1. The situation in Belarus

Moscow – Minsk tensions

To shore up its pre­cari­ous stra­tegic situ­ation, the author­it­ari­an Lukashen­ko regime is pur­su­ing a policy of con­trolled cooper­a­tion with the Rus­si­an Fed­er­a­tion. Under Vladi­mir Putin, the Rus­si­an Fed­er­a­tion seeks to estab­lish a Moscow-steered Euras­i­an Eco­nom­ic Uni­on; Belarus plays an import­ant role in this. The devel­op­ment of this eco­nom­ic uni­on has been over­shad­owed by Moscow’s aggress­ive for­eign and mil­it­ary policy, which is accom­pan­ied by inter­ven­tion­ist nation­al­ist pro­pa­ganda tar­get­ing domest­ic and inter­na­tion­al audi­ences. This has giv­en rise to fears of war and of Rus­si­an polit­ic­al infilt­ra­tion in the post-Soviet coun­tries that share a bor­der with Rus­sia, such as Ukraine, the coun­try primar­ily effected by this aggress­ive policy, but also the Balt­ic states and Belarus. Rus­si­an radio and tele­vi­sion pro­gram­ming with close ties to the state car­ries the Rus­si­an point of view into the homes of the peoples in neigh­bour­ing coun­tries, where many seg­ments of the pop­u­la­tions reg­u­larly listen to/​view such pro­gram­ming. The Belarus­i­an regime is not alone in see­ing this as a threat to the country’s inde­pend­ence, and it has the back­ing of parts of the Belarus­i­an pop­u­la­tion in its wrangling over com­prom­ises with Moscow on eco­nom­ic and fin­an­cial issues, par­tic­u­larly as Lukashen­ko has recently been mak­ing a point of openly pro­mot­ing the Belarus­i­an lan­guage as a sym­bol of Belarus­i­an inde­pend­ence. Lukashenko’s refus­al to give up the state eco­nomy, dic­tated by his desire to remain in power, means that any attempt on his part to dis­en­tangle the coun­try from its eco­nom­ic and fin­an­cial depend­ence on Moscow is pre­destined to fail. By provid­ing logist­ic­al sup­port for Europe’s attempts to medi­ate in the Rus­si­an-Ukrain­i­an con­flict, the “Minsk Pro­cess”, Lukashen­ko boos­ted his inter­na­tion­al status and repu­ta­tion– not­with­stand­ing per­sist­ent cri­ti­cism of the con­tin­ued human rights abuses in Belarus from the European Uni­on, the Coun­cil of Europe and the USA.

Twenty years of the Lukashenko Constitution in Belarus

In Novem­ber 2016, the Lukashen­ko regime cel­eb­rated the twen­ti­eth anniversary of an uncon­sti­tu­tion­al revi­sion of the con­sti­tu­tion, the adop­tion of which was also forced through in an uncon­sti­tu­tion­al man­ner. In the interests of stay­ing power, the regime is adam­ant about retain­ing the state eco­nomy in the indus­tri­al sec­tor, col­lect­ive agri­cul­ture and state con­trol of trade and com­merce. In a bid to pre­vent the emer­gence of a self-organ­ising socially and eco­nom­ic­ally rel­ev­ant force, the regime has imposed strict lim­its on the economy’s rap­idly devel­op­ing inform­al sec­tor, which makes a sig­ni­fic­ant con­tri­bu­tion towards main­tain­ing an adequate stand­ard of liv­ing for Belarus­i­an fam­il­ies.

Continuing human rights abuses

At the rhet­or­ic­al level, the regime is now open­ing itself to cooper­a­tion with the European Uni­on. The reas­ons for this turn­around are stra­tegic in nature: the regime hopes to devel­op options in its efforts to safe­guard its inde­pend­ence in the face of Rus­si­an pres­sure and, if pos­sible, to carve out some lat­it­ude in the area of eco­nom­ic policy that would enable it to carry out urgently neces­sary mod­ern­isa­tion in the Belarus­i­an indus­tri­al sec­tor and expand into new sales mar­kets. Con­tacts with offi­cials with­in and out­side of the East­ern Part­ner­ship are on the rise. There is no sign, though, of sub­stan­tial reforms aimed at lib­er­al­ising the country’s polit­ic­al cul­ture or at safe­guard­ing the inde­pend­ent human rights of the indi­vidu­al.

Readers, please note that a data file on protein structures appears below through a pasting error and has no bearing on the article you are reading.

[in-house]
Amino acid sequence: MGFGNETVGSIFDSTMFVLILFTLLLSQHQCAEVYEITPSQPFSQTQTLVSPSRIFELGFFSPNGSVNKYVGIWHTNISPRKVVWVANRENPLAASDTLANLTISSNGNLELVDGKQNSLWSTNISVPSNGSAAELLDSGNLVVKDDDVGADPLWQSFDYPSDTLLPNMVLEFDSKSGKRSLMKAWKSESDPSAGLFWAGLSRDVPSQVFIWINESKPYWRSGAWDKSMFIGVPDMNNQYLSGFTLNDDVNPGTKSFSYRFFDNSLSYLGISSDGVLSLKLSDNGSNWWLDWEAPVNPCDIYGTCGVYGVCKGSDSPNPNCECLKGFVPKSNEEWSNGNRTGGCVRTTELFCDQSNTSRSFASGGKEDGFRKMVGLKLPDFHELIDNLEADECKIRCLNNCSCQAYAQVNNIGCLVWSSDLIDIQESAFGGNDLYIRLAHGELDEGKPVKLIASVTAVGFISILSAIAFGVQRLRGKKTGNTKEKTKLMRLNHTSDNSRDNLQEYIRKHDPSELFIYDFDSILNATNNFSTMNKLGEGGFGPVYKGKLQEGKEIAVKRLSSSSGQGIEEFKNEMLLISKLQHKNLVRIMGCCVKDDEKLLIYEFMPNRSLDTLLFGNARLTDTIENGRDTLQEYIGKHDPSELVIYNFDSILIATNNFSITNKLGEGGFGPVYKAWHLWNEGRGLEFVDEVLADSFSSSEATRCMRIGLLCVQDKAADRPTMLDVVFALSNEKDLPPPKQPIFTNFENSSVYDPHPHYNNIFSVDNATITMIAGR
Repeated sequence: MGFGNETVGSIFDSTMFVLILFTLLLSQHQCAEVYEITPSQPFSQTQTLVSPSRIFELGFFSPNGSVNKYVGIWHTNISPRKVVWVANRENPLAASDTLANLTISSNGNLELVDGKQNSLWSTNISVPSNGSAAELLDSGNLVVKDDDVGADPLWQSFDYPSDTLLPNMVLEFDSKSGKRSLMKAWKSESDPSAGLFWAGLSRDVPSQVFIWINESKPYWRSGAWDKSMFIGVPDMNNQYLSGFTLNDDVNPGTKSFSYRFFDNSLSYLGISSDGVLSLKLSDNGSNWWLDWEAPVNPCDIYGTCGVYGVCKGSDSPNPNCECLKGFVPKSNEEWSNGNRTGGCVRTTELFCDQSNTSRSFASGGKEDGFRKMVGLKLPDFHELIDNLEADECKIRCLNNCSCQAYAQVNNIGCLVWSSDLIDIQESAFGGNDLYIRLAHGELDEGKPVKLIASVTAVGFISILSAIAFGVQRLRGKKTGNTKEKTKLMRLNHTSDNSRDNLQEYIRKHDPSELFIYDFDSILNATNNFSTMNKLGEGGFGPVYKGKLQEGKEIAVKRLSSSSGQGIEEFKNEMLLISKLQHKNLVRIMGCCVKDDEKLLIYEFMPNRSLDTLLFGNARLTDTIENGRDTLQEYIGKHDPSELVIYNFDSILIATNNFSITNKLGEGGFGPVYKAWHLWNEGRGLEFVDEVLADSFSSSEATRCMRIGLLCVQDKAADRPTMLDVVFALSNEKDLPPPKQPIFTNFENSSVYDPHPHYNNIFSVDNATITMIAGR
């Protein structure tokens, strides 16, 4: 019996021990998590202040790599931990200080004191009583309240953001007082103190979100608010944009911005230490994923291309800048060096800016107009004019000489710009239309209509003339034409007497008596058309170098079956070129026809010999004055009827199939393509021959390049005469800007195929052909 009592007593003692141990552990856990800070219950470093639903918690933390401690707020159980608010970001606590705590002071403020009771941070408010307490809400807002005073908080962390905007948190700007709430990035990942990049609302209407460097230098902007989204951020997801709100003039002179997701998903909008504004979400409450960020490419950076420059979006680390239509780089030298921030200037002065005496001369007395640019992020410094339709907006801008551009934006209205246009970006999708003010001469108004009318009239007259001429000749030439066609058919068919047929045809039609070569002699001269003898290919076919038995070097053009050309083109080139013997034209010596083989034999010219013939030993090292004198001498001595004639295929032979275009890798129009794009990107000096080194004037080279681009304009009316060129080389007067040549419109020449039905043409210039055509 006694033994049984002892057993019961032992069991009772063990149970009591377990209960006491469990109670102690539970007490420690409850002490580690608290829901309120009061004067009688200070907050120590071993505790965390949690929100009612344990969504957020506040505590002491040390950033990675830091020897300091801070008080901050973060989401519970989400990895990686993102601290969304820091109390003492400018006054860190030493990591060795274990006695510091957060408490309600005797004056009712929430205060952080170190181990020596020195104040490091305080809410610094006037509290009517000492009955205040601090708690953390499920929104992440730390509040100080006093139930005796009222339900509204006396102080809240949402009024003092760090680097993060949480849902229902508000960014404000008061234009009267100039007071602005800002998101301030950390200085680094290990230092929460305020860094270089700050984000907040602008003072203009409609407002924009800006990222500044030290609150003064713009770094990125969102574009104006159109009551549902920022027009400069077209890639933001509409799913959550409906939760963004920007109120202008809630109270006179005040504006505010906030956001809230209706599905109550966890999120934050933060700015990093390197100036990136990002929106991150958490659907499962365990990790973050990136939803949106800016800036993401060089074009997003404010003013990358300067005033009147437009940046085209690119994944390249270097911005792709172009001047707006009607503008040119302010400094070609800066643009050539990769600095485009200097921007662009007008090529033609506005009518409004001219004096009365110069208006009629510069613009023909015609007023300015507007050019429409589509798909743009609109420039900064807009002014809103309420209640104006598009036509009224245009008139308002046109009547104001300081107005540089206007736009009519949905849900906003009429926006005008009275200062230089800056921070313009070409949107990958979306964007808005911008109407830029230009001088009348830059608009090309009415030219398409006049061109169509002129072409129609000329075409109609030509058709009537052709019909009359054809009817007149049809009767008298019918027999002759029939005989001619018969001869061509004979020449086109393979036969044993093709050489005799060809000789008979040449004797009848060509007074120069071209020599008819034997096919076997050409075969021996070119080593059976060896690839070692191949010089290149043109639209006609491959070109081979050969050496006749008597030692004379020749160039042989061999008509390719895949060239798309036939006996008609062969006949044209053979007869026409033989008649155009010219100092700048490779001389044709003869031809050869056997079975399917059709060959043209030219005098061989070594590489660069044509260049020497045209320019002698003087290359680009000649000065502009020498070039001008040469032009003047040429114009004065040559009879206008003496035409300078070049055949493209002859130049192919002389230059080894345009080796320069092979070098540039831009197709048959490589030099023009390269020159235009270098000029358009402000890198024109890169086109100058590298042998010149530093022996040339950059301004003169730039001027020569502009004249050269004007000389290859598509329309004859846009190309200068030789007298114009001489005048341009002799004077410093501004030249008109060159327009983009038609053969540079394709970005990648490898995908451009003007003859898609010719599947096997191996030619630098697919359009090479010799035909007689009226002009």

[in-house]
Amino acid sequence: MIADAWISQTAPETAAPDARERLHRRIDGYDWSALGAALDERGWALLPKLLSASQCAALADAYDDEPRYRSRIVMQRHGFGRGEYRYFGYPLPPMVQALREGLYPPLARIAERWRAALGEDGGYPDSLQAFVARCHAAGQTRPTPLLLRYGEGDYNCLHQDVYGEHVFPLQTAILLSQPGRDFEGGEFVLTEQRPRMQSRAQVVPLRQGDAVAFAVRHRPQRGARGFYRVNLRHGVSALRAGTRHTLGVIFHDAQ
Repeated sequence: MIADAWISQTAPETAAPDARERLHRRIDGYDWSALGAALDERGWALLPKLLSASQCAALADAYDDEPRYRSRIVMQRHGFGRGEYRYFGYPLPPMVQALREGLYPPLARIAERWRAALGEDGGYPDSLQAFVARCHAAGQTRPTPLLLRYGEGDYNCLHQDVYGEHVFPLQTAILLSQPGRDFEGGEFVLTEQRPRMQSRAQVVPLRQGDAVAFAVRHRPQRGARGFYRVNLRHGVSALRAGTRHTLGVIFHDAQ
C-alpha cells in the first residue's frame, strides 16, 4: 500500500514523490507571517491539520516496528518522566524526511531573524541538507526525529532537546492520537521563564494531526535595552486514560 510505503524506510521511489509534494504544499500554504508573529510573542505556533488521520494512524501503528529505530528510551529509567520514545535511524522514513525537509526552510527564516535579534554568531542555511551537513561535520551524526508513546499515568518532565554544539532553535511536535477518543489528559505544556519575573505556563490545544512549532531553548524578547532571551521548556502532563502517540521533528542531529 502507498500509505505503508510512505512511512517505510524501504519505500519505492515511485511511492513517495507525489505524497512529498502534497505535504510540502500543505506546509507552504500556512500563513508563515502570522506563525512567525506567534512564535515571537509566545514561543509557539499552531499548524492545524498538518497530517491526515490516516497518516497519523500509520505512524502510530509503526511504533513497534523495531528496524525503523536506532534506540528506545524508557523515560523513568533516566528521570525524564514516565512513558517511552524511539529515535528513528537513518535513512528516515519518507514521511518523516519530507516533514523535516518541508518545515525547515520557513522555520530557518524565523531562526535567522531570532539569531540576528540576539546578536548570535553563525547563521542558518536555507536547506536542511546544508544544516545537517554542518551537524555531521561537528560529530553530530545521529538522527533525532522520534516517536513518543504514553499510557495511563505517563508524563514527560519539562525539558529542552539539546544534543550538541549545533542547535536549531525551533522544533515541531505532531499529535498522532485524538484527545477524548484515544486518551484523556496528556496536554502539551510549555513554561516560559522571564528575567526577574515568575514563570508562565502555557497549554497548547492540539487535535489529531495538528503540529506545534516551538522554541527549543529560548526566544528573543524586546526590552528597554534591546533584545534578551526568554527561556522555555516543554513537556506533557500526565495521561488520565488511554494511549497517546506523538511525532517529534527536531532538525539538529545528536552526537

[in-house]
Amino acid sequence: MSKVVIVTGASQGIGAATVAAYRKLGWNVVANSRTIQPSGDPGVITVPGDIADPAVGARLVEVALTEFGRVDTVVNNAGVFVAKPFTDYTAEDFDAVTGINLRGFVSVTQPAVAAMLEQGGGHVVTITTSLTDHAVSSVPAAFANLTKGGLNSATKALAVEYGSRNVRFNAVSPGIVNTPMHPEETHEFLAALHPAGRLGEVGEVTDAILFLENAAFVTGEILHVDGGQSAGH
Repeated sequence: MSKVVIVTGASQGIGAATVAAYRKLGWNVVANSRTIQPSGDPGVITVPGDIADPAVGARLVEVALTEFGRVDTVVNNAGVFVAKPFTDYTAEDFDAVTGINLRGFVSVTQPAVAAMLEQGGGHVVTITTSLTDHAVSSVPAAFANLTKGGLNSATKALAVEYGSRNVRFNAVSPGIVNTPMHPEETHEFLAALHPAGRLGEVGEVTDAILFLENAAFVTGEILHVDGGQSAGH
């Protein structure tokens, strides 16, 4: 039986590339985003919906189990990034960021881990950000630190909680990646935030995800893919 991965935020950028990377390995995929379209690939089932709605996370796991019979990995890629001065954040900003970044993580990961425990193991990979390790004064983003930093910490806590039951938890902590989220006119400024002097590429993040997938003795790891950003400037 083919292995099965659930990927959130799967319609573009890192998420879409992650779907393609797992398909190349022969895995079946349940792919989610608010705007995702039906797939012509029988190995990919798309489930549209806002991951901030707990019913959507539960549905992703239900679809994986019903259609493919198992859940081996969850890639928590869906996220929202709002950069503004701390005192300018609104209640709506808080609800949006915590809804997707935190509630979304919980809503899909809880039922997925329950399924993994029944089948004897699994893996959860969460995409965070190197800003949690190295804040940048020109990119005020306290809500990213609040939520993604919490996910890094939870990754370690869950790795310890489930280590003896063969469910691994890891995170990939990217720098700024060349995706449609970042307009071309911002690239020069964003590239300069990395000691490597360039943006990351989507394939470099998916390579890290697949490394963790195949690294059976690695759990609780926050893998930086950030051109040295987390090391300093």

The European Uni­on sus­pen­ded nearly all of its sanc­tions against Belarus in Feb­ru­ary 2016, fol­low­ing the release (in August of 2015) of the last oppos­i­tion fig­ures who were still behind bars. The only sanc­tions that remain are those imposed after the forced dis­ap­pear­ance of oppos­i­tion lead­ers in 1999/​2000 and those imposed in 1997, which include the sus­pen­sion of guest-status for Belarus at the Coun­cil of Europe and the freez­ing of rat­i­fic­a­tion of the cooper­a­tion agree­ment between the EU and Belarus in response to the uncon­sti­tu­tion­al con­sti­tu­tion­al coup of 26 Novem­ber 1996.

With trep­id­a­tion and dis­ap­point­ment, west­ern coun­tries have had to watch the num­bers of death sen­tences and exe­cu­tions rise since sanc­tions were lif­ted. On a more mundane level as well, the regime has been waging a mer­ci­less war on protest of any kind – wheth­er in the form of polit­ic­al protest, or eco­nom­ic­ally or socially motiv­ated action by cit­izens or busi­ness people – with admin­is­trat­ive pen­al­ties (mon­et­ary fines).

It must be noted that the sus­pen­sion of sanc­tions has not res­ul­ted in any eas­ing of the regime’s vari­ous wars – on report­ing by the inde­pend­ent media or on the assembly of cit­izens for the pur­pose of protest or on the pub­lic expres­sion of views – wars that are now cer­tainly motiv­ated by con­cerns about Moscow’s polit­ic­al and indir­ect attempts to inter­fere in the form­a­tion of polit­ic­al opin­ions on the part of the popu­lace in the coun­try, as well as by fears about aspir­a­tions.

It is appar­ent that the West­ern gov­ern­ments are cul­tiv­at­ing more intens­ive rela­tions on and with Belarus – with the aim of bol­ster­ing the coun­try in its deal­ings with Moscow, rather than out of some mis­guided expect­a­tion that the regime itself might evince the slight­est indic­a­tion of a major change in domest­ic policy.

The elec­tions to the 110-seat Nation­al Assembly on 11 Septem­ber 2016 were con­duc­ted as an integ­ral ele­ment of “form­al­ised polit­ic­al con­di­tions of the author­it­ari­an pres­id­en­tial sys­tem”, without com­ing even close to meet­ing the European stand­ards of trans­par­ency for vote count­ing and without allow­ing any chal­lenge to the dom­in­ance of state offices in the elec­tion com­mit­tees. The president’s com­plete lack of polit­ic­al instincts for or even under­stand­ing of the polit­ic­al cul­ture of a demo­crat­ic­ally struc­tured state mani­fes­ted itself in the rigged elect­or­al vic­tor­ies of two inde­pend­ent can­did­ates, who now serve along­side 108 of the president’s faith­ful sup­port­ers in the Nation­al Assembly and will cer­tainly come under pres­sure soon.

Those polit­ic­al parties whose plat­forms are rooted in European val­ues eke out a lam­ent­able exist­ence on the mar­gins of the state man­aged soci­ety.